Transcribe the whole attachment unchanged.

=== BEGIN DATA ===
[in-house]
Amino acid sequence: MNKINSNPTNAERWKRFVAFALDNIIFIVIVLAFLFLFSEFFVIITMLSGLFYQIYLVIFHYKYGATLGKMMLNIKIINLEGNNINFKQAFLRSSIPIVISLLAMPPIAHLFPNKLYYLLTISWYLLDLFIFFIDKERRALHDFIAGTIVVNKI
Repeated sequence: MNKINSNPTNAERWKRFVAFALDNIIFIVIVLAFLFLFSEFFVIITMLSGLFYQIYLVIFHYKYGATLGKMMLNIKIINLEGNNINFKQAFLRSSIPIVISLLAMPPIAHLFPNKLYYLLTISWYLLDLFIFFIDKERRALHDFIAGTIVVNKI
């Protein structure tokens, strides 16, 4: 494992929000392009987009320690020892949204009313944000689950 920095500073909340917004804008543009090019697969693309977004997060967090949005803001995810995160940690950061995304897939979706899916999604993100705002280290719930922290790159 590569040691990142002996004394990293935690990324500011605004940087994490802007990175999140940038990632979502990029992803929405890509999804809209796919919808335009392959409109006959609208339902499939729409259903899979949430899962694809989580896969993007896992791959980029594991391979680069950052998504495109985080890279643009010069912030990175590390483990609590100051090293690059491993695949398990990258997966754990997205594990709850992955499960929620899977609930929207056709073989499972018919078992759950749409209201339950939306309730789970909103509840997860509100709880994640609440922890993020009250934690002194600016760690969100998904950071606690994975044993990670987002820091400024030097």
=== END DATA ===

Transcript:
[in-house]
Amino acid sequence: MNKINSNPTNAERWKRFVAFALDNIIFIVIVLAFLFLFSEFFVIITMLSGLFYQIYLVIFHYKYGATLGKMMLNIKIINLEGNNINFKQAFLRSSIPIVISLLAMPPIAHLFPNKLYYLLTISWYLLDLFIFFIDKERRALHDFIAGTIVVNKI
Repeated sequence: MNKINSNPTNAERWKRFVAFALDNIIFIVIVLAFLFLFSEFFVIITMLSGLFYQIYLVIFHYKYGATLGKMMLNIKIINLEGNNINFKQAFLRSSIPIVISLLAMPPIAHLFPNKLYYLLTISWYLLDLFIFFIDKERRALHDFIAGTIVVNKI
């Protein structure tokens, strides 16, 4: 494992929000392009987009320690020892949204009313944000689950 920095500073909340917004804008543009090019697969693309977004997060967090949005803001995810995160940690950061995304897939979706899916999604993100705002280290719930922290790159 590569040691990142002996004394990293935690990324500011605004940087994490802007990175999140940038990632979502990029992803929405890509999804809209796919919808335009392959409109006959609208339902499939729409259903899979949430899962694809989580896969993007896992791959980029594991391979680069950052998504495109985080890279643009010069912030990175590390483990609590100051090293690059491993695949398990990258997966754990997205594990709850992955499960929620899977609930929207056709073989499972018919078992759950749409209201339950939306309730789970909103509840997860509100709880994640609440922890993020009250934690002194600016760690969100998904950071606690994975044993990670987002820091400024030097």